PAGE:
In November 2012, the IACC conference was held in the Brazilian capital Brasilia. Nearly two thousand participants from 140 countries took part. It cost over 3 million euros. The Brazilian Comptroller General provided the biggest part of the funding, paying 2.5 million euros. Other income came from participants fees, corporate sponsors and funding from the German government and the United Nations Development Program.

But even though the conference costs millions of euro, Transparency International is unable to present comprehensive conference accounts. The organisation argues that the financial flow is spread over two different budgets: one for the local costs of organising the conference and one for the costs incurred at its global headquarters in Berlin, where TI staff design the conference program.

But there was a third income stream, which does not appear on the books altogether. Both TI and Amarribo, the local TI representative in Brazil which helped to organize the conference on the ground, say that corporate sponsors paid money directly to an event company contracted by Amarribo, including for the conference’s social events. TI says that Petrobras, Brazil’s state-owned oil company as well as three banks paid a total of 155,000 euros to have their logos placed on the conference’s main stage. These funds were not included by either Transparency or by Amarribo in their conference accounts.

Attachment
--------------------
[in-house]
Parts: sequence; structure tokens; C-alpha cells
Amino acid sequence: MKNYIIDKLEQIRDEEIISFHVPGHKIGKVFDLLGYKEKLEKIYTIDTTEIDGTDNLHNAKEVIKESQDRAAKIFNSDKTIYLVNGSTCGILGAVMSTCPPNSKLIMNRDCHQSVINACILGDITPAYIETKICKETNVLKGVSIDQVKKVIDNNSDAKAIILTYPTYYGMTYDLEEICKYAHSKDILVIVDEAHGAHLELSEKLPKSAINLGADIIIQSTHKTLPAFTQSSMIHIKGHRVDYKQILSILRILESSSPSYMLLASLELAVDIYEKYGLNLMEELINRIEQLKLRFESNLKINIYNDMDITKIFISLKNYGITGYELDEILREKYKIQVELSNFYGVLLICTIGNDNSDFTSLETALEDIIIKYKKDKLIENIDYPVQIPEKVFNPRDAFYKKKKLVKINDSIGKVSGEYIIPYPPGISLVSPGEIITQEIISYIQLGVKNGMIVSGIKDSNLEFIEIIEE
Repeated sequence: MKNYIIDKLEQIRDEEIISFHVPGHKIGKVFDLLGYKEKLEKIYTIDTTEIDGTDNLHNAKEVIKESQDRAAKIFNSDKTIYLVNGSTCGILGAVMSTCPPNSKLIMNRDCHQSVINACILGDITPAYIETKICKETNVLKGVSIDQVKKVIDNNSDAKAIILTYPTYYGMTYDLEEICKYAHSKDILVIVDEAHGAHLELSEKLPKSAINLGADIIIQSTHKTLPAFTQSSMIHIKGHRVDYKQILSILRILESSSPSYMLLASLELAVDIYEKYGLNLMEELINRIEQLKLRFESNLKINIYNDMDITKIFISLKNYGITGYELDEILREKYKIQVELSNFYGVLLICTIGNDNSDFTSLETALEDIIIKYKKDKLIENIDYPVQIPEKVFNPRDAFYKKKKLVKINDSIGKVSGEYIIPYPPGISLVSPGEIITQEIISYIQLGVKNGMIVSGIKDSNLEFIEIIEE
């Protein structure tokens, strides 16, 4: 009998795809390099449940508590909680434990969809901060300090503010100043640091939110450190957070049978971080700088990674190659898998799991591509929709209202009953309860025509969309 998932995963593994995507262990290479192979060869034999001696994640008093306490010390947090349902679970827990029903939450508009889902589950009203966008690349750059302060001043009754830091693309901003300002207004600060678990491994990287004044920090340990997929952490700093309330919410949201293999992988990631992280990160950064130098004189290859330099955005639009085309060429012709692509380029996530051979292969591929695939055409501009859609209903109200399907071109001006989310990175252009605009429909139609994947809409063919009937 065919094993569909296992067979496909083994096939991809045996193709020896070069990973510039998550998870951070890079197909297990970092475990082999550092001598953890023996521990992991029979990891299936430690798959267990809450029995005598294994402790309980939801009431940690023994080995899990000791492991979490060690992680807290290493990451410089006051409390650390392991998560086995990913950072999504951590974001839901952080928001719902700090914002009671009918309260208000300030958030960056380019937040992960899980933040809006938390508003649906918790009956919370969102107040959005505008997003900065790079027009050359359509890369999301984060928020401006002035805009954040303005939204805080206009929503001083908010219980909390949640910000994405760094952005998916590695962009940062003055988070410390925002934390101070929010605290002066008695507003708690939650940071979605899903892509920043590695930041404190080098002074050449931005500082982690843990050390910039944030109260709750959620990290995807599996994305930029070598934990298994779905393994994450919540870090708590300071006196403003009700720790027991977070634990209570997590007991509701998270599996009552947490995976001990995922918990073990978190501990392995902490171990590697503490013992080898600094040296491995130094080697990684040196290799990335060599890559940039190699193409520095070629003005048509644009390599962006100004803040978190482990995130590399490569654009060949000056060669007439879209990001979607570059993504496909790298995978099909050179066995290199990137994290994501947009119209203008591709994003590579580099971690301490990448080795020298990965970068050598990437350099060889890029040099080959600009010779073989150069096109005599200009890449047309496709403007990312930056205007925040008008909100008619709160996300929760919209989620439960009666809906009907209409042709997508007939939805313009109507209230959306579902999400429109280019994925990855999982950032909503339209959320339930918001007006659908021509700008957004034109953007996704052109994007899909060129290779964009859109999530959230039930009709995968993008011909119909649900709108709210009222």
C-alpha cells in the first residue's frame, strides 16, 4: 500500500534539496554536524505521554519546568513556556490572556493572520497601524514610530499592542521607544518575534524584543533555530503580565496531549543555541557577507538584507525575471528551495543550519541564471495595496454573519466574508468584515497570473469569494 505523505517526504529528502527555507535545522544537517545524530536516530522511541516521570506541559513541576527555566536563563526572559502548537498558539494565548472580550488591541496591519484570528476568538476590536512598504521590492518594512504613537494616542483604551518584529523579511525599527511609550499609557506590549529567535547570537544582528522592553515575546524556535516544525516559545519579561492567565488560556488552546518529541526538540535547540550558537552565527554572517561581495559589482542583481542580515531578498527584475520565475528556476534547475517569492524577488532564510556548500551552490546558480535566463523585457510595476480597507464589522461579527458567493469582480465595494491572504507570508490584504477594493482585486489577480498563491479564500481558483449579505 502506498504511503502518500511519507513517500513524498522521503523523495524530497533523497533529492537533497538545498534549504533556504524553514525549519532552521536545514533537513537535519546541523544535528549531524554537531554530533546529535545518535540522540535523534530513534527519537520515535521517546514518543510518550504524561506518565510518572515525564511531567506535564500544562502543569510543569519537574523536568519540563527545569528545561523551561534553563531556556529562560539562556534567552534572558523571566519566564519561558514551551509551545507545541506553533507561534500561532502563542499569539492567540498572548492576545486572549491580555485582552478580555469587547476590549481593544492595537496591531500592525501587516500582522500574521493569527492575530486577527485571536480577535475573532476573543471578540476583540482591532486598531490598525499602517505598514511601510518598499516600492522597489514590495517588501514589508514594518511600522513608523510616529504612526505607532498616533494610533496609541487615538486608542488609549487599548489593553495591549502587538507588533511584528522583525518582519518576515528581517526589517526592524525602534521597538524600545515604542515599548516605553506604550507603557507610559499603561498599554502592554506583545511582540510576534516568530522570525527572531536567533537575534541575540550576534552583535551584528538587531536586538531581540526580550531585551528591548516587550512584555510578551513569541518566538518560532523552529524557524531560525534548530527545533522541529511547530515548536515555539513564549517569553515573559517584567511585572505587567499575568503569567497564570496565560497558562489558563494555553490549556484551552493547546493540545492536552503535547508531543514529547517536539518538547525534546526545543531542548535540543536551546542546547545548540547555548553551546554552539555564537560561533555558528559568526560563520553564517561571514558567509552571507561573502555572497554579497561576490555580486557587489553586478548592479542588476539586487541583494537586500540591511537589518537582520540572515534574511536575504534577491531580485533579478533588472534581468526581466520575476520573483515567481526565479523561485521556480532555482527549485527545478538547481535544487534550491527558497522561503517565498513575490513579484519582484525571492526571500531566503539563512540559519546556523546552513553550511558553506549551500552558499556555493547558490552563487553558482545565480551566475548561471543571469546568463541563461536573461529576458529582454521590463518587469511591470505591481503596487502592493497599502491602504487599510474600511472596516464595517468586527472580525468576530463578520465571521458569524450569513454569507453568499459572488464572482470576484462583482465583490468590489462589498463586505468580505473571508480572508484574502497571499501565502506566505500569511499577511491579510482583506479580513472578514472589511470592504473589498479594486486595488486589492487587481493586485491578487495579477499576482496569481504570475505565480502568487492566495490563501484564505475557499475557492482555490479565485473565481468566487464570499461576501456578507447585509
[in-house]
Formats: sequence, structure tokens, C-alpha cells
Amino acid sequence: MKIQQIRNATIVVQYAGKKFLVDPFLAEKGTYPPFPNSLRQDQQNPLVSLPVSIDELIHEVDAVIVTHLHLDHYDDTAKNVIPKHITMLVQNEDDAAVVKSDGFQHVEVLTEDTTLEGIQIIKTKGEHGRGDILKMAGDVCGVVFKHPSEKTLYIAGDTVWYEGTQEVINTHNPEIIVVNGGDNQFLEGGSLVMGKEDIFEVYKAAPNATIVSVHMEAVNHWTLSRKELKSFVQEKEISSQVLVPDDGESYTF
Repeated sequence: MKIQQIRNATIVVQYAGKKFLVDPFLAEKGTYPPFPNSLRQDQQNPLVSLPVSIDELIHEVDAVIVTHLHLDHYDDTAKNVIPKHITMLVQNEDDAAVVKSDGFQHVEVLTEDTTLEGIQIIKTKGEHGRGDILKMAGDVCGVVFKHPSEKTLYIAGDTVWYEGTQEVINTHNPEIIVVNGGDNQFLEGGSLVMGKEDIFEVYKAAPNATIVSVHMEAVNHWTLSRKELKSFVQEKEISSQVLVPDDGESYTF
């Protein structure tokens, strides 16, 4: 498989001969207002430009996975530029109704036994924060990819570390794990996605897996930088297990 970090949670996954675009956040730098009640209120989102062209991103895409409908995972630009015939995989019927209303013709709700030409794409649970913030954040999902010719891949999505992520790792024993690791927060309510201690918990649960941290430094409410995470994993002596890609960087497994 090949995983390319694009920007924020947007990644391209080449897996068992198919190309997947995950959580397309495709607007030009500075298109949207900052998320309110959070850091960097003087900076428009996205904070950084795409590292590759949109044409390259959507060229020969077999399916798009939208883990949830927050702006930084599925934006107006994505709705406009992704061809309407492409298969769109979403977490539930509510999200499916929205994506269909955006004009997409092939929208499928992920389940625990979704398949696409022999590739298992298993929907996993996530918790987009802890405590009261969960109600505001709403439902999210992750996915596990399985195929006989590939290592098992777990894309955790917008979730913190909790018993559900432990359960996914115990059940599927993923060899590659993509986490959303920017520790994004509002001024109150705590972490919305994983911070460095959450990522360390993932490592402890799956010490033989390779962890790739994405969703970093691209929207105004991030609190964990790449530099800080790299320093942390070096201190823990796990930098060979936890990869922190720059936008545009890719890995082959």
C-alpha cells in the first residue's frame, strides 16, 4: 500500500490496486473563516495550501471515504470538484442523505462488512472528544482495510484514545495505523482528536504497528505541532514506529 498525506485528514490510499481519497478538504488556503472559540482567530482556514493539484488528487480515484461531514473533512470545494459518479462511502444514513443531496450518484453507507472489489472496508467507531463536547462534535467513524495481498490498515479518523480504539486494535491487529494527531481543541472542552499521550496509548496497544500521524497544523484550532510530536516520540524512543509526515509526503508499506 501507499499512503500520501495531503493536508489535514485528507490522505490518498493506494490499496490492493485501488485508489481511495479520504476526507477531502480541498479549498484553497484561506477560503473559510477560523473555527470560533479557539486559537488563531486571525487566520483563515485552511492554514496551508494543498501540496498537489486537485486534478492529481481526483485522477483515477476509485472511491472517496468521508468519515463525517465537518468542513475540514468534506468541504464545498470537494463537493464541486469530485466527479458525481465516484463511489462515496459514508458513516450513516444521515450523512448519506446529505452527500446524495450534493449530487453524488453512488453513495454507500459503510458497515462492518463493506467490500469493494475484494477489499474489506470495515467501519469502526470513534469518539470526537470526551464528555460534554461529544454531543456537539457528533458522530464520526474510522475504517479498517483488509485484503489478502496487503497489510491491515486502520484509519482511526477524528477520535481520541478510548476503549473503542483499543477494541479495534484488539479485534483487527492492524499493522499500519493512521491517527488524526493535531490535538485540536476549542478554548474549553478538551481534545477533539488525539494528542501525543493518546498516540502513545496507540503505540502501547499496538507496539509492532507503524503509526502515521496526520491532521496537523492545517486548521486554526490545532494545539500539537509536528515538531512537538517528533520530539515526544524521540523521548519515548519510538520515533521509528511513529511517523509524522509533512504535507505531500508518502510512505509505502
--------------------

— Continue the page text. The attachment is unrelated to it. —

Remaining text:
Deep inside the footnotes

CORRECTIV in partnership with German business daily Handelsblatt has pieced together the IACC’s financial flows based on publicly available accounts and contracts, information provided by TI and Amarribo as well as government records obtained under Germany’s freedom of information law. The case is inevitably complex and full of details — as is invariably the case when transparent accounting is lacking.

According to TI, the IACC in Brazil generated 291,000 euros in participants fees, which was split between the organisation and its local partner Amarribo, with TI receiving 219,000 euros. But in its 2012 financial report, TI did not include this income in the IACC account presented in the appendix. Instead, it accounted for this revenue as „other income“ in its overall income statement. Even deep inside the footnotes to the overall income statement there is no reference to the IACC. This means that outsiders are unable to retrace the source of these funds.

A deep shadow

This highly questionable form of accounting casts a deep shadow over funding the conference received from the German government’s development aid agency GIZ. The funding contract only lists two donors for the conference, the Brazilian government — through the country’s comptroller general — as well as GIZ. The Brazilian government was to pay 2.63 million euros and the German government 300,000 euros. There is a reference to further potential donors, but no mention of specific amounts. And there is no reference at all to corporate donors or participant fees.

According to German government funding rules, only those events are eligible for funding that would not take place if it were not for government funding, or at least not in a satisfactory manner. This is why funding recipients are required to report additional funding to the government donor under the contract’s clauses. The clause is designed to prevent recipients of government funding making a profit at the taxpayer’s expense.

The German government funding for the IACC in Brazil was earmarked for a number of workshops held within the framework of the IACC. But in Transparency’s report on its project expenditures submitted to GIZ after the event there is no reference to other income sources related to the event. 

Lack of transparency